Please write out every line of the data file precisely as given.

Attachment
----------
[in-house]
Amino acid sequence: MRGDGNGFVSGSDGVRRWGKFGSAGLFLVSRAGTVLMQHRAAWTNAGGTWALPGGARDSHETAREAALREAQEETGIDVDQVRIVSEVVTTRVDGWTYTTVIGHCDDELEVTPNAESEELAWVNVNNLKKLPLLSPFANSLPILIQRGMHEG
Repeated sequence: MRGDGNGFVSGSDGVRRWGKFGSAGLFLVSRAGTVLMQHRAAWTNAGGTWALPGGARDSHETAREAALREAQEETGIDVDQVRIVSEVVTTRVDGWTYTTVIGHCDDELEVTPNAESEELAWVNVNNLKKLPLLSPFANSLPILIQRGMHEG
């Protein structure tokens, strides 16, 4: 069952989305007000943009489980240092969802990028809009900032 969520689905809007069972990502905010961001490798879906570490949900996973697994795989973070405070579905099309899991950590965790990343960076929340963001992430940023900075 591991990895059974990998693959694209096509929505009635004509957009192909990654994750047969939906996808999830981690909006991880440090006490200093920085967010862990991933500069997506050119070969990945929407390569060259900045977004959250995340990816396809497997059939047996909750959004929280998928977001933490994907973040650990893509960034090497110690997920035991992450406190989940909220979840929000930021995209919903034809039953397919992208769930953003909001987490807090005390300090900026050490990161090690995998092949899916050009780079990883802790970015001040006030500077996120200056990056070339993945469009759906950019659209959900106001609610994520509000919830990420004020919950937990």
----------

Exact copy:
[in-house]
Amino acid sequence: MRGDGNGFVSGSDGVRRWGKFGSAGLFLVSRAGTVLMQHRAAWTNAGGTWALPGGARDSHETAREAALREAQEETGIDVDQVRIVSEVVTTRVDGWTYTTVIGHCDDELEVTPNAESEELAWVNVNNLKKLPLLSPFANSLPILIQRGMHEG
Repeated sequence: MRGDGNGFVSGSDGVRRWGKFGSAGLFLVSRAGTVLMQHRAAWTNAGGTWALPGGARDSHETAREAALREAQEETGIDVDQVRIVSEVVTTRVDGWTYTTVIGHCDDELEVTPNAESEELAWVNVNNLKKLPLLSPFANSLPILIQRGMHEG
């Protein structure tokens, strides 16, 4: 069952989305007000943009489980240092969802990028809009900032 969520689905809007069972990502905010961001490798879906570490949900996973697994795989973070405070579905099309899991950590965790990343960076929340963001992430940023900075 591991990895059974990998693959694209096509929505009635004509957009192909990654994750047969939906996808999830981690909006991880440090006490200093920085967010862990991933500069997506050119070969990945929407390569060259900045977004959250995340990816396809497997059939047996909750959004929280998928977001933490994907973040650990893509960034090497110690997920035991992450406190989940909220979840929000930021995209919903034809039953397919992208769930953003909001987490807090005390300090900026050490990161090690995998092949899916050009780079990883802790970015001040006030500077996120200056990056070339993945469009759906950019659209959900106001609610994520509000919830990420004020919950937990």